The band began performing throughout the American Midwest and released several singles before getting noticed. They released their first album in 1970. The 1973 single "Smokin' in the Boys Room" remains their best-known song.[4] It went to number 3 on the Billboard Hot 100 chart[5] and eventually sold over two million copies. The song was the band's only hit. They continued to perform until disbanding in 1979.[4]

Other recordings by Brownsville Station include "The Martian Boogie", "I Get So Excited", "Hey Little Girl", "Mama Don't Allow No Parkin'", "I Got It Bad for You", "Kings of the Party", "I'm the Leader of the Gang", "Let Your Yeah Be Yeah" (the title is from Matthew 5:37), "Lady (Put the Light on Me)," "Wanted (Dead or Alive)", and "Barefootin'" (the B-side of "Smokin' in the Boys Room). "Smokin' in the Boys Room" was later covered by Mötley Crüe.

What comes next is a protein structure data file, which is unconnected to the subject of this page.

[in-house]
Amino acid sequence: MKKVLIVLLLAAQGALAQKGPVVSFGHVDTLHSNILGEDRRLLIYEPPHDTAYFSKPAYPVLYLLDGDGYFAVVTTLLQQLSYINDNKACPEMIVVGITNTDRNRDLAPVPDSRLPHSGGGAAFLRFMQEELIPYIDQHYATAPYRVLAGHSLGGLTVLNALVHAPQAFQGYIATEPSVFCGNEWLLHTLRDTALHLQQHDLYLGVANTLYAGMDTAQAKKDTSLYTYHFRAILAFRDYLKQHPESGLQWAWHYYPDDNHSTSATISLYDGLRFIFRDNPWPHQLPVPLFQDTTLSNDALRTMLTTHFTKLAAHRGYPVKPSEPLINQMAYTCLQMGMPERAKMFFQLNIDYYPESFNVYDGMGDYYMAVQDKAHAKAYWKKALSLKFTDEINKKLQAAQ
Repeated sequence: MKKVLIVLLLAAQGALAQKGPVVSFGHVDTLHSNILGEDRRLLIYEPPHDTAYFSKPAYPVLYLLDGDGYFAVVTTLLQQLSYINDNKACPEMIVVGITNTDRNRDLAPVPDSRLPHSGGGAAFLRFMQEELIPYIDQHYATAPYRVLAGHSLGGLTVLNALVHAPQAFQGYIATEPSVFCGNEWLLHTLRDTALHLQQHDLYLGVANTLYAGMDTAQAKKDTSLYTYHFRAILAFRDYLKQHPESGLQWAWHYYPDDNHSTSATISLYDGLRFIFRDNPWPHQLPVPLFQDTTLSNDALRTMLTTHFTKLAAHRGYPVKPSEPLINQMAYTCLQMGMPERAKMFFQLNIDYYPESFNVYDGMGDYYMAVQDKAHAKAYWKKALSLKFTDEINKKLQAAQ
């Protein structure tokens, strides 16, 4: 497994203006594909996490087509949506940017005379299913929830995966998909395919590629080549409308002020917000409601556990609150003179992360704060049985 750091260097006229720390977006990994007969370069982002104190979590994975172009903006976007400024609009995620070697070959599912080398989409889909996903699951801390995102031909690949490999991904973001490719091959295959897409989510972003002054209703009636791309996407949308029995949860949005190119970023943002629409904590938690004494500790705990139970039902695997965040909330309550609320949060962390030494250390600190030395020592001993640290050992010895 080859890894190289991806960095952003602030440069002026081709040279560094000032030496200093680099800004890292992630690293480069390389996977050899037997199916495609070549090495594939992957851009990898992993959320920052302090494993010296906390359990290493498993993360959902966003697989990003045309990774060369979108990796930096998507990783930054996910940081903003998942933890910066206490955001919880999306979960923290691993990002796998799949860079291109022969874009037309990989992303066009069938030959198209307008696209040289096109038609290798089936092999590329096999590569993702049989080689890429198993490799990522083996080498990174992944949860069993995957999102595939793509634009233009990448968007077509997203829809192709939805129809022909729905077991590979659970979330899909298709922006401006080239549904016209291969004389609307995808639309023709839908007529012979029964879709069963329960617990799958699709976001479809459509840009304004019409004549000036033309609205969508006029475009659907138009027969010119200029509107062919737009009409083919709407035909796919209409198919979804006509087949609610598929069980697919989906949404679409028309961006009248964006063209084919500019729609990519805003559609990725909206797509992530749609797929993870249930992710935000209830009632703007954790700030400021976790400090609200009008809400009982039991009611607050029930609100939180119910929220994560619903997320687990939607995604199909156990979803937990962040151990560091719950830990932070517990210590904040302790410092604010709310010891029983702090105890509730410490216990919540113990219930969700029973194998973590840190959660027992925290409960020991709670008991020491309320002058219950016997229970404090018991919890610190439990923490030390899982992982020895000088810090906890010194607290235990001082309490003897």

After Brownsville Station[edit]

Before the breakup of the band Koda purchased a multitrack recorder and started producing one-man band tapes of rockabilly, blues, R&B, country, early rock and roll, and jazz, which he released as the album That's What I Like About the South. He became more focused on performing solo. He also began writing for numerous music magazines, notably his column "The Vinyl Junkie" for Goldmine Magazine (later for DISCoveries). He wrote three volumes of the acclaimed Blues Masters series. He also wrote reviews and contributed to books published by Allmusic.[4]

From late 1979 to late 1980, Koda began playing with three members of a Detroit-based band, Mugsy, calling themselves Cub Koda and the Points. Their eponymous debut album was released in early 1980 by the Boston-based Baron Records on hot pink vinyl. Also released was an EP, "Shake Yo Cakes." Because of financial difficulties, the band broke up in late 1980 before releasing a second album.